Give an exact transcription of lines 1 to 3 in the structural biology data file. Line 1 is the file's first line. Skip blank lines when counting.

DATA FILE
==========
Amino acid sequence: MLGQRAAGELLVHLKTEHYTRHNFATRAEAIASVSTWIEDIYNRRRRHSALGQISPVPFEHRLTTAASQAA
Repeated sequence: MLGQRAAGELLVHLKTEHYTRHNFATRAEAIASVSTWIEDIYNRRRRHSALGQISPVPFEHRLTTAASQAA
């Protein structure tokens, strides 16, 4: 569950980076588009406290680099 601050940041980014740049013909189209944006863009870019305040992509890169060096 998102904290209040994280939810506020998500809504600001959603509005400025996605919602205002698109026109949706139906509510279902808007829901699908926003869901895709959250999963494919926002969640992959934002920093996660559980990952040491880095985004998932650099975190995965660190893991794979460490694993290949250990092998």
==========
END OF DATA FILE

Amino acid sequence: MLGQRAAGELLVHLKTEHYTRHNFATRAEAIASVSTWIEDIYNRRRRHSALGQISPVPFEHRLTTAASQAA
Repeated sequence: MLGQRAAGELLVHLKTEHYTRHNFATRAEAIASVSTWIEDIYNRRRRHSALGQISPVPFEHRLTTAASQAA
């Protein structure tokens, strides 16, 4: 569950980076588009406290680099 601050940041980014740049013909189209944006863009870019305040992509890169060096 998102904290209040994280939810506020998500809504600001959603509005400025996605919602205002698109026109949706139906509510279902808007829901699908926003869901895709959250999963494919926002969640992959934002920093996660559980990952040491880095985004998932650099975190995965660190893991794979460490694993290949250990092998």